THE abusive treatment of detainees at Iraq's Abu Ghraib prison by United States military personnel, so vividly shown in photographs that shocked the nation and the world, was doubly damaging.
Not only did it tarnish the image of our armed forces, hurting this country in the eyes of much of the world, it apparently was of little help in yielding useful intelligence information.
Instead, the more humane tactics employed since then seem to work better.
The harsh practices originally employed, such as hooding prisoners, stripping them, depriving them of sleep, and threatening them with dogs, were not particularly productive in terms of the information gathered, according to Maj. Gen. Geoffrey Miller, who is in charge of U.S. detentions and interrogations in Iraq.
Conversely, the amount of high value, or significant, intelligence gained from prisoners has gone up by more than half since less stringent interrogation methods have been in place, General Miller said.
It appears that building a rapport with the prisoners, and treating them with a measure of dignity - a style of questioning introduced earlier this year after more-coercive methods were banned - is paying dividends. Whether that means greater success against the insurgency in Iraq is uncertain, because guerrilla activity has been growing more intense even as more information is obtained from detainees.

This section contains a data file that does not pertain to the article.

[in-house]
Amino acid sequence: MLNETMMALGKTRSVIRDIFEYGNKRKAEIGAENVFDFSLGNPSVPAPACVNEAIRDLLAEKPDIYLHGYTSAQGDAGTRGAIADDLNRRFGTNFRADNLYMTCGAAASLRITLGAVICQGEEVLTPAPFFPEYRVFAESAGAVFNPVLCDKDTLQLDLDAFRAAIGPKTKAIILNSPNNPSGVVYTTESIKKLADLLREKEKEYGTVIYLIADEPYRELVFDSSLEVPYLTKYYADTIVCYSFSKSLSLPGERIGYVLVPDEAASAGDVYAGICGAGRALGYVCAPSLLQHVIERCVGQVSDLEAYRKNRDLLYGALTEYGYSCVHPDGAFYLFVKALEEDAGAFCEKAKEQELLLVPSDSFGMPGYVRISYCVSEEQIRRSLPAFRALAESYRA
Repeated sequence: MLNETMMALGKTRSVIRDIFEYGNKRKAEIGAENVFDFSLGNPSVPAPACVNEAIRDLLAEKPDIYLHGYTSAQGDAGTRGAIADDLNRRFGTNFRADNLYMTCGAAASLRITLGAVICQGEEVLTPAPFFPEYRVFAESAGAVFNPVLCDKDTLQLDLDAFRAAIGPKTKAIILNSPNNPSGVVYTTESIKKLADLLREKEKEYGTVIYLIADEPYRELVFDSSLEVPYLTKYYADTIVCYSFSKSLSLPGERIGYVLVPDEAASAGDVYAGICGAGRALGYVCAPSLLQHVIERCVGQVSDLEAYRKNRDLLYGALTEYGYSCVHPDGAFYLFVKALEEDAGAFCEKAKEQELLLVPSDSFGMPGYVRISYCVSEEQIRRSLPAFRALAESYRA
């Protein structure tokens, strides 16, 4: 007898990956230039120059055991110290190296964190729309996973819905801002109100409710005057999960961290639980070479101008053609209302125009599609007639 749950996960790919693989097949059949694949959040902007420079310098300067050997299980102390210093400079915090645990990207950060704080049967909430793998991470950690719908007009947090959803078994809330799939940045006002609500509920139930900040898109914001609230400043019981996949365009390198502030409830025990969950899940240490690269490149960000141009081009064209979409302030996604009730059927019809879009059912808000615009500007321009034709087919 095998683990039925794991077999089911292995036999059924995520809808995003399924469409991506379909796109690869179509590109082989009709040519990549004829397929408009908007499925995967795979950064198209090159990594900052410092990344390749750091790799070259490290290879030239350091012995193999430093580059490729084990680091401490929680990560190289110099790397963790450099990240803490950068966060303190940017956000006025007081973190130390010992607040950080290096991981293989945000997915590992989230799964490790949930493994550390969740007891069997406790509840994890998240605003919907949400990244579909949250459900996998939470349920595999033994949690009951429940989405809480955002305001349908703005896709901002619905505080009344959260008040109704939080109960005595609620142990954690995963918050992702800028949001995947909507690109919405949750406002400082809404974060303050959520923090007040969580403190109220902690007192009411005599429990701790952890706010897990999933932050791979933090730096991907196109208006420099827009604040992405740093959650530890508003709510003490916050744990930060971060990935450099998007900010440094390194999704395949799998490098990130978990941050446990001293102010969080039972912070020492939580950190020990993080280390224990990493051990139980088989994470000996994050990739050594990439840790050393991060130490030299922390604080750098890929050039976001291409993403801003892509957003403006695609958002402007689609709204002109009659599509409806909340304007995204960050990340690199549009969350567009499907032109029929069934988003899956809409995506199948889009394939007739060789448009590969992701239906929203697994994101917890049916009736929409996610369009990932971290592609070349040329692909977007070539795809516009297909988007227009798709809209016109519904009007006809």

It would be irresponsibly naive to believe that simply asking a suspected terrorist or insurgent a question and saying "please" is going to get U.S. interrogators anywhere. But more humane treatment, more subtle means of ingratiating themselves with their prisoners, do appear to be producing results for U.S. interrogators.
Such was the case when General Miller was in charge of the American detention facility at Guantanamo Bay in Cuba, and it seems to be working again. General Miller noted that the new practices are similar to those used by civilian law enforcement.
In other words, not only do they stay within reasonable bounds, but they're known to work. And their proven success should be no surprise to interrogators and officers at Abu Ghraib.
It surely cannot be a revelation to those personnel who either took part in, or permitted the ill-treatment of prisoners, that their behavior was not only abusive, but counterproductive.
That would tend to support the view of those who saw the abuse not as an effective means of intelligence-gathering, but as something more simple and uglier: a brutal expression of contempt for the detainees.
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